I am trying to study the Euler-Lagrange equation. Then I reach this theorem: enter image description here

I check Wikipedia and it seems to say the same thing. Here's what confuse me:

If I understand this theorem correctly, if $y^*$ is a stationary of the functional $F(y)$, then $y^*$ satisfy the Euler-Lagrange equation. But if $y^*$ satisfy the Euler-Lagrange equation, $y^*$ is not necessarily a stationary of the functional $F(y)$, isn't it? Yet in all Physics from how I learned it, they always attempt the Euler-Lagrange equation to derive a differential equation, and solve for the trajectory $y^*$ (like the Brachistochrone problem, or perhaps even Lagrangian and Hamiltonian mechanics), then assume it minimizes $F(y)$

I couldn't find a theorem that stated the vice versa. Could someone enlighten me on this please? Thank you! :D

Source of the picture: https://wiki.math.ntnu.no/_media/tma4180/2015v/calcvar.pdf


As is usual in optimization, stationarity does not imply optimality (other than in a few special cases, e.g. convexity of the functional). The claim is that if $y^*$ is a minimizer of $L[\cdot]$ with appropriate boundary conditions, then $y^*$ satisfies the Euler-Lagrange equations.

By definition, any $y$ which satisfies the Euler-Lagrange (EL) equation is a stationary point, but it is not necessarily an optimum. So, in some sense, there could be many $y$ which satisfy the EL equation, but often there is only one—this makes the EL equation an extraordinarily useful tool in analyzing functionals.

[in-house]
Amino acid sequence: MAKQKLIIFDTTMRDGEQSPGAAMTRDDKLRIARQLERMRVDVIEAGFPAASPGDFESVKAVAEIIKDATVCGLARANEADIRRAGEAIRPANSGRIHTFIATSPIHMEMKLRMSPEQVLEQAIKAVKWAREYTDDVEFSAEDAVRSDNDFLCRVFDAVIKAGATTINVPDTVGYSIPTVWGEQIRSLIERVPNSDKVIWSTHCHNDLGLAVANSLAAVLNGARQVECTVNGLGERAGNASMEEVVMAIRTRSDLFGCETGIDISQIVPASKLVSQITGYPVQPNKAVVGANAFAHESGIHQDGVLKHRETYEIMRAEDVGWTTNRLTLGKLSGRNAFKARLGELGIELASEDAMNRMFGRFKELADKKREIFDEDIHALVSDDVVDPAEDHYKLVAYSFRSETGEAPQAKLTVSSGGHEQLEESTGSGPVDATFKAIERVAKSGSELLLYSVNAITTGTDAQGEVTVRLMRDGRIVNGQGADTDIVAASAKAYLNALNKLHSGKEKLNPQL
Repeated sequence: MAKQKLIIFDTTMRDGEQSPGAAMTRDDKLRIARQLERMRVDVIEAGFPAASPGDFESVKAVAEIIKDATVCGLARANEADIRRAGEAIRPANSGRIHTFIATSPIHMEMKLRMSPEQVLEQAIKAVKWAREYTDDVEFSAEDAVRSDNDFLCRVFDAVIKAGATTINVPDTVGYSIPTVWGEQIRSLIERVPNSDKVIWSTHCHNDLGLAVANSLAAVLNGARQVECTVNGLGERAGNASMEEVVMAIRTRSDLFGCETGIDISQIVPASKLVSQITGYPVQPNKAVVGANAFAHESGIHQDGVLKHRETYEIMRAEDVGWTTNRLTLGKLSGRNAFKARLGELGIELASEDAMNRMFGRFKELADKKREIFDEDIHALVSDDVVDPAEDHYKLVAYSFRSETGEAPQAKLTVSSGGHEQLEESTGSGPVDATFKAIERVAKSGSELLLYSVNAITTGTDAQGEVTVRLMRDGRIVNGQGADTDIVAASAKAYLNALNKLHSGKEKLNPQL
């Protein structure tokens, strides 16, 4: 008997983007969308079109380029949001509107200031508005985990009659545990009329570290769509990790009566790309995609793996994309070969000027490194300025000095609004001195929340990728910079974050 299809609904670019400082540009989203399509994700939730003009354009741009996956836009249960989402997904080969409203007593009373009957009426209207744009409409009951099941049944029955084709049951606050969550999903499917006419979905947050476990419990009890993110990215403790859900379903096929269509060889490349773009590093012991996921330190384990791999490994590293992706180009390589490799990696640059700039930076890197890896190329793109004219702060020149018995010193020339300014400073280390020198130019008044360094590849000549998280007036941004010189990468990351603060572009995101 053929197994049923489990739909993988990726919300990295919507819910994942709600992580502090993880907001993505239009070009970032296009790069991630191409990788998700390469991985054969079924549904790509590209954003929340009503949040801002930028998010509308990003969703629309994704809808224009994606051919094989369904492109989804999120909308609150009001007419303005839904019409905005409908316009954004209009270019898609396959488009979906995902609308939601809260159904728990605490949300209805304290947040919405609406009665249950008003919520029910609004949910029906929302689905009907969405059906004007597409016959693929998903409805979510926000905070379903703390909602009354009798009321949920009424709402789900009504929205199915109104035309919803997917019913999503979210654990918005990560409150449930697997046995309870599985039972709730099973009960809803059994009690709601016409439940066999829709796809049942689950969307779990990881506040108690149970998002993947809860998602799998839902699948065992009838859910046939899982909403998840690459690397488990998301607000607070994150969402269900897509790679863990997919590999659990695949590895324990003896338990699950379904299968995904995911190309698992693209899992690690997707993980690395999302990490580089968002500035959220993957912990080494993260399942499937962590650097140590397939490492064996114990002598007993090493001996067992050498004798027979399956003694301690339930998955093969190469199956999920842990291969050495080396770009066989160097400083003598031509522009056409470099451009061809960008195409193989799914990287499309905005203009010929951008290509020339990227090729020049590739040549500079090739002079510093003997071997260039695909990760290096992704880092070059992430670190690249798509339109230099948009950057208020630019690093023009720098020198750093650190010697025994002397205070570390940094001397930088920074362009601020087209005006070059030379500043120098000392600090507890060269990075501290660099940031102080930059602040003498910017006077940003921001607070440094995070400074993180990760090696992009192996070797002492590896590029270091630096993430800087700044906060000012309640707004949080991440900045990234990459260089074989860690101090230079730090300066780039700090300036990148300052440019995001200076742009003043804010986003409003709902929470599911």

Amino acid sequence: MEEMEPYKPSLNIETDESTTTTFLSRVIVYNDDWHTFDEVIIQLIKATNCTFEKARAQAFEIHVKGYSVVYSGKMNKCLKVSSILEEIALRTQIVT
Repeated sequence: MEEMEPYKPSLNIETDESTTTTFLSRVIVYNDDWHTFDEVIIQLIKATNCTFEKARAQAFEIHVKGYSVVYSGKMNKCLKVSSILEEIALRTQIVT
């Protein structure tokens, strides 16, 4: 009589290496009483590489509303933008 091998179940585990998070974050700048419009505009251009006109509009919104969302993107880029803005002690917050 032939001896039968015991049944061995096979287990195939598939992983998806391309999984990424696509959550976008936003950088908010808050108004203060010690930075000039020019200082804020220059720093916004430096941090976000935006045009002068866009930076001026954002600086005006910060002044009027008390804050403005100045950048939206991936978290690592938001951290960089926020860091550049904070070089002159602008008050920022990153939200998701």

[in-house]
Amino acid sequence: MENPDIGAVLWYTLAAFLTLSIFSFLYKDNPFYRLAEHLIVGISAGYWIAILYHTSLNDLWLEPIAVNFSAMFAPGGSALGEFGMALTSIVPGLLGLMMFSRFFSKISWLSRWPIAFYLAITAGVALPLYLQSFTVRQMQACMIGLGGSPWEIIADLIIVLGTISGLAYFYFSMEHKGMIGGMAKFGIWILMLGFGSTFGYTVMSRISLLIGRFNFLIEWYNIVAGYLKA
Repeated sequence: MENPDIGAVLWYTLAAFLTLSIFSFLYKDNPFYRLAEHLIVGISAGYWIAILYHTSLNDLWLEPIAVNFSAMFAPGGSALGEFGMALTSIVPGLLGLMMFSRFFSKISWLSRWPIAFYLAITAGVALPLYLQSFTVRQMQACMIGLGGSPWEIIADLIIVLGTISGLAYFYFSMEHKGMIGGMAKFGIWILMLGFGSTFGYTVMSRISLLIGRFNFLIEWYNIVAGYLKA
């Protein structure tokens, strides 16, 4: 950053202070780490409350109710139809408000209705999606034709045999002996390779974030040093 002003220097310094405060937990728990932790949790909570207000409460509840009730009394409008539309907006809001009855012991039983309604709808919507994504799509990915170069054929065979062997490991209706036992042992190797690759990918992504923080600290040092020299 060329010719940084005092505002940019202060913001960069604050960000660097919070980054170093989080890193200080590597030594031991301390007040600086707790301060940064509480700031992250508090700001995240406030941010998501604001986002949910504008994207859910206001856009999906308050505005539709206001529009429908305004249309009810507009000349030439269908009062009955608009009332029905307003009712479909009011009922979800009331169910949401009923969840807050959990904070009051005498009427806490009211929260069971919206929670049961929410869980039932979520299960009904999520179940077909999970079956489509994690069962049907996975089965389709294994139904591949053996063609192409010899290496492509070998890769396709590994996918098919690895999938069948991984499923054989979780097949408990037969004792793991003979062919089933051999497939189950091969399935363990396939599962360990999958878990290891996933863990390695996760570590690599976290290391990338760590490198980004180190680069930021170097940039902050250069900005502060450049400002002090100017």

There is a partial converse to this theorem, which is (and here's the hammer!): if your functional $L[\cdot]$ is coercive (in other words, if $L[\phi] \to +\infty$ as each of $\|\phi\|_2, \|\phi'\|_2 \to \infty$, and $L[\cdot]$ is bounded from below), and there is only one stationary point, then this point is an (in fact, the) optimal point.

In other words if $L[\cdot]$ satisfies the above, then the solution $y^*$ to the EL equation with appropriate boundary conditions is the unique, optimal solution to the problem in question. A particularly simple case of such a functional problem is the functional emerging from the shortest path problem!


Your Answer

By clicking “Post Your Answer”, you agree to our terms of service, privacy policy and cookie policy

Not the answer you're looking for? Browse other questions tagged or ask your own question.